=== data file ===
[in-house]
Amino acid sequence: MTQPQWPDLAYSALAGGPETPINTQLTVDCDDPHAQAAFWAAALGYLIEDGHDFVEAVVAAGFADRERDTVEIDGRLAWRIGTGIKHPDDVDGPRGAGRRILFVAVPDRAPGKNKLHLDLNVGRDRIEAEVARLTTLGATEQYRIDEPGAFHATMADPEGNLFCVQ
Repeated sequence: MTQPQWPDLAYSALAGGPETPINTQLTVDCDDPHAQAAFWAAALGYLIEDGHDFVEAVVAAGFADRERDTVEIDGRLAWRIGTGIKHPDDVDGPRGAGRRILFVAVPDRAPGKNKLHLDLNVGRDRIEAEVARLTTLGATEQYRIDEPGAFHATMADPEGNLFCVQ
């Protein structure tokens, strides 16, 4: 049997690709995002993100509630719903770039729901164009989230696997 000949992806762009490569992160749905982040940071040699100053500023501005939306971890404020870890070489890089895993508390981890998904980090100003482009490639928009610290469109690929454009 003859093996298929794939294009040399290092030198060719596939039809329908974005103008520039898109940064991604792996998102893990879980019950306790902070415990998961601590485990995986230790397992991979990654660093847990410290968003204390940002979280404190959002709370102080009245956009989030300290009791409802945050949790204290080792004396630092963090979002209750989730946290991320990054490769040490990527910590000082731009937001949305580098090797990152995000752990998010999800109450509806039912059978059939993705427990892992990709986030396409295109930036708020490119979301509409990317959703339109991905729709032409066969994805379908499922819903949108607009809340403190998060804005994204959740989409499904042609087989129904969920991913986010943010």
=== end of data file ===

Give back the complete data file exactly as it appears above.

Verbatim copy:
[in-house]
Amino acid sequence: MTQPQWPDLAYSALAGGPETPINTQLTVDCDDPHAQAAFWAAALGYLIEDGHDFVEAVVAAGFADRERDTVEIDGRLAWRIGTGIKHPDDVDGPRGAGRRILFVAVPDRAPGKNKLHLDLNVGRDRIEAEVARLTTLGATEQYRIDEPGAFHATMADPEGNLFCVQ
Repeated sequence: MTQPQWPDLAYSALAGGPETPINTQLTVDCDDPHAQAAFWAAALGYLIEDGHDFVEAVVAAGFADRERDTVEIDGRLAWRIGTGIKHPDDVDGPRGAGRRILFVAVPDRAPGKNKLHLDLNVGRDRIEAEVARLTTLGATEQYRIDEPGAFHATMADPEGNLFCVQ
């Protein structure tokens, strides 16, 4: 049997690709995002993100509630719903770039729901164009989230696997 000949992806762009490569992160749905982040940071040699100053500023501005939306971890404020870890070489890089895993508390981890998904980090100003482009490639928009610290469109690929454009 003859093996298929794939294009040399290092030198060719596939039809329908974005103008520039898109940064991604792996998102893990879980019950306790902070415990998961601590485990995986230790397992991979990654660093847990410290968003204390940002979280404190959002709370102080009245956009989030300290009791409802945050949790204290080792004396630092963090979002209750989730946290991320990054490769040490990527910590000082731009937001949305580098090797990152995000752990998010999800109450509806039912059978059939993705427990892992990709986030396409295109930036708020490119979301509409990317959703339109991905729709032409066969994805379908499922819903949108607009809340403190998060804005994204959740989409499904042609087989129904969920991913986010943010």